Since the 1980s a juggling culture has developed. The scene revolves around local clubs and organizations, special events, shows, magazines, web sites, internet forums and, possibly most importantly, juggling conventions. In recent years there has also been a growing focus on juggling competitions.
Juggling conventions form the backbone of the juggling scene. The focus of most juggling conventions is the main hall: a large space for open juggling. There will also be more formal workshops in which expert jugglers will work with small groups on specific skills and techniques. Most juggling conventions also include a main show (open to the general public), competitions and juggling games.

Popular forms of juggling

Juggling can be categorised:
The object, method, style and number of jugglers can vary. For example, a single juggler could be juggling different objects (say a ball, a club and an orange), could start by toss juggling them, then start bouncing the ball as part of the routine, and finally start passing the objects between themselves and a second juggler.

Juggling world records

Juggling world records are tracked by the Juggling Information Service Committee on Numbers Juggling (JISCON). All the records listed on the JISCON page represent the longest runs with each number and prop that has been authenticated using video evidence. As of September 2006, the records for each prop are:
  • Rings/Plates: 13 rings for 13 catches by Albert Lucas in 2002.
  • Balls/Beanbags: 12 beanbags for 12 catches, first done by Bruce Sarafian in 1996.
  • Clubs/Sticks: 9 sticks for 9 catches, first done by Bruce Tiemann in 1996.
Each of these records is what is known as a "flash", meaning each prop is thrown and caught only once. Some jugglers, and some juggling competitions, do not consider a flash to be "real juggling" and use "qualifying juggle" (a term taken from the International Jugglers' Association's Numbers Competition) to denote a pattern where each prop is thrown and caught at least twice. The JISCON records for qualifying runs are:



Siteswap is by far the most common juggling notation. In its most basic form, vanilla siteswap, each pattern is reduced to a simple sequence of numbers, such as "3", "97531" or "744". However, vanilla siteswap can only notate the most basic alternating two-handed patterns, with no deviations from a very strict set of rules. If one of these rules is broken, say an extra hand is added, the same string of numbers will result in a wildly different pattern than first conceived. For slightly more complicated patterns, extra rules and syntax are added to create synchronous siteswap, to notate patterns where both hands throw at the same time, and multiplex siteswap, to notate patterns where one hand holds or throws two balls on the same beat. Other extensions to siteswap have been developed, including passing siteswap, Multi-Hand Notation (MHN), and General Siteswap (GS).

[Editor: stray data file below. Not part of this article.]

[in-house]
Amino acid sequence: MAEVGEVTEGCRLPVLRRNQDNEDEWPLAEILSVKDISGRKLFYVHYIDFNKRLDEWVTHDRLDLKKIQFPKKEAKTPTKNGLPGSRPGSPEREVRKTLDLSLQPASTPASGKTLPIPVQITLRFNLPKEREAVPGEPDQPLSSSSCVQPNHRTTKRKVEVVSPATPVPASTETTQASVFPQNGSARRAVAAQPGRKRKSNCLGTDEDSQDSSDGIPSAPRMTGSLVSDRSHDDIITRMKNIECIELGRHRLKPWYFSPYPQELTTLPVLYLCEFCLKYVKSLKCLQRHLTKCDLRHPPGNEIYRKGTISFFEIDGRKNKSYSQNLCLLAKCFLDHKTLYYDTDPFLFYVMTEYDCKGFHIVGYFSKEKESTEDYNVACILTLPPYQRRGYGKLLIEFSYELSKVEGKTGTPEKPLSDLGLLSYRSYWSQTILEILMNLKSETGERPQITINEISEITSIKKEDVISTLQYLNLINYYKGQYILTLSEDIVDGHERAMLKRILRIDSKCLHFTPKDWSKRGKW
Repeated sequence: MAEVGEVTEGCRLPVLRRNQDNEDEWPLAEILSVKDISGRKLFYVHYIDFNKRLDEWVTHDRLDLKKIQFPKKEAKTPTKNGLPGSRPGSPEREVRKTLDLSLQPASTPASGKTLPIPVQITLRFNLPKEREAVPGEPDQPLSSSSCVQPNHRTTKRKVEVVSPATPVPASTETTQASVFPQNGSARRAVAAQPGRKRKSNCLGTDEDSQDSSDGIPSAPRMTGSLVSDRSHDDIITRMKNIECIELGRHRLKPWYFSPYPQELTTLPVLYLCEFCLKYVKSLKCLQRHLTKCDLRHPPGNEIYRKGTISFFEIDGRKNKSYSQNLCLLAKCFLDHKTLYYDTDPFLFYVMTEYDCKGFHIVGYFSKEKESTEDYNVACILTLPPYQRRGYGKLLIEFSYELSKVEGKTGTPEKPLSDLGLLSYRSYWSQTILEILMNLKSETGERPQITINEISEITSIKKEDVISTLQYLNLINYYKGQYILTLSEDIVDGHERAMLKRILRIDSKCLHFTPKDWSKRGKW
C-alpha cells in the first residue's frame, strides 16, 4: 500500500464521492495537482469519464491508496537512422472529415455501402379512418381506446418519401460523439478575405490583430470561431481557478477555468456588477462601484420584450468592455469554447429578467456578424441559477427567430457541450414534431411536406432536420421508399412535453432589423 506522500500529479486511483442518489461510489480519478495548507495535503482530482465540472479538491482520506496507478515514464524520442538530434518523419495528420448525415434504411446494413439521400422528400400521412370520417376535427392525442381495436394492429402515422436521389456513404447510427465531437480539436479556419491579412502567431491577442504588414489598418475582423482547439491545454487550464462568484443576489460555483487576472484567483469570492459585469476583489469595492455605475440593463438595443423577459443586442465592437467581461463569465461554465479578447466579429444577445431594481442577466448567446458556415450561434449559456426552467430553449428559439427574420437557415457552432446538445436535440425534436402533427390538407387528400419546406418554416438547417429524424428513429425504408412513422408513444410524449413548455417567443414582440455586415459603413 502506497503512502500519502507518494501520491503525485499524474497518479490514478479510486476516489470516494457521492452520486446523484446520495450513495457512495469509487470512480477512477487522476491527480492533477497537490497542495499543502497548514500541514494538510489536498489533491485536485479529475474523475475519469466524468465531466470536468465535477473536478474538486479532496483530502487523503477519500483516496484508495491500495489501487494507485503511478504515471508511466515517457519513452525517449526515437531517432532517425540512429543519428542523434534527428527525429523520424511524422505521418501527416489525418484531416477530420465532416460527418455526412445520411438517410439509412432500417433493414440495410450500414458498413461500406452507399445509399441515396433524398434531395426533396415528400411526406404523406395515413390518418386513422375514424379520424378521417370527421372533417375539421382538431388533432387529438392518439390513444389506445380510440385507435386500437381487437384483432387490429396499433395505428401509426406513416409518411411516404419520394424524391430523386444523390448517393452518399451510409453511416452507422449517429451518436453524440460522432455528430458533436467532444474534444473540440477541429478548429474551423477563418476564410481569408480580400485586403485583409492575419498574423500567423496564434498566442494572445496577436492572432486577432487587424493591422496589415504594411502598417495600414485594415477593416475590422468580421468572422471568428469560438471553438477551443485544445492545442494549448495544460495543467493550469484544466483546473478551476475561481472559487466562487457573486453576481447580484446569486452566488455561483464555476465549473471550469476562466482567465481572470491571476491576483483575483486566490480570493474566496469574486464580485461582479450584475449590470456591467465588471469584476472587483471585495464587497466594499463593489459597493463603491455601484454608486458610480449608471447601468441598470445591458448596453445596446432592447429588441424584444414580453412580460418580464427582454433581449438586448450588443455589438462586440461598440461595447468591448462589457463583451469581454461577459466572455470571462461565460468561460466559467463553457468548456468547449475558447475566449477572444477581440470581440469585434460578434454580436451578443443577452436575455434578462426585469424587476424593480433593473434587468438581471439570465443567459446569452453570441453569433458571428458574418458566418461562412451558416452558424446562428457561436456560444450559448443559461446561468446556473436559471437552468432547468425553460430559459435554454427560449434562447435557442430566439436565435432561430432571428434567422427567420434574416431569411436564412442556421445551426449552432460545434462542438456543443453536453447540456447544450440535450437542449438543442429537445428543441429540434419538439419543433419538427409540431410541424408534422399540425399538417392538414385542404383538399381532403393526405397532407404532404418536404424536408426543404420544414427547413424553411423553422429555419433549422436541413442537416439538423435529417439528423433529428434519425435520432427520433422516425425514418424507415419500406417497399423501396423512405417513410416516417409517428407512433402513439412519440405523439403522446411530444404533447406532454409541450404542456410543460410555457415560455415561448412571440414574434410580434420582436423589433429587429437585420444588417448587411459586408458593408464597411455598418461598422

Beatmap is a numeric notation which can notate any number of hands or juggling props, and in any rhythm, with no added complexity to its basic structure. Within beatmap it is possible to notate not only the balls in a pattern, but also the hands or arms of the juggler, as well as the position, location or orientation of the body of a juggler. Luke Burrage, the inventor of beatmap, claims that beatmap can more accurately describe more patterns than all ladder diagrams, causal diagrams, mills mess state transition diagrams, vanilla siteswap, synch siteswap, passing siteswap and multi-hand notation combined. So far use of beatmap is very limited, as most jugglers and all juggling software understand only variations of siteswap.


External links



juggler in Catalan: Malabarisme
juggler in Czech: Žonglování
juggler in Danish: Jonglering
juggler in German: Jonglieren
juggler in Spanish: Juegos malabares
juggler in Esperanto: Ĵonglado
juggler in French: Jonglerie
juggler in Icelandic: Djögl
juggler in Italian: Giocoleria
juggler in Hebrew: להטוטנות
juggler in Dutch: Jongleren
juggler in Japanese: ジャグリング
juggler in Norwegian: Sjonglering
juggler in Norwegian Nynorsk: Sjonglering
juggler in Polish: Żonglerka
juggler in Portuguese: Malabarismo
juggler in Russian: Жонглирование
juggler in Slovenian: Žongliranje
juggler in Finnish: Jonglööri
juggler in Swedish: Jonglering
juggler in Vietnamese: Tung hứng
juggler in Chinese: 雜技

Synonyms, Antonyms and Related Words

acrobat, aerialist, bareback rider, blackleg, cheat, cheater, chiseler, circus artist, clown, conjurer, cozener, crook, defrauder, diddler, equestrian director, equilibrist, escamoteur, flier, flimflam man, flimflammer, gyp artist, gypper, high-wire artist, illusionist, lion tamer, magician, prestidigitator, ringmaster, slack-rope artist, sleight-of-hand performer, snake charmer, swindler, sword swallower, tightrope walker, trapeze artist, tricker, trickster, tumbler, two-timer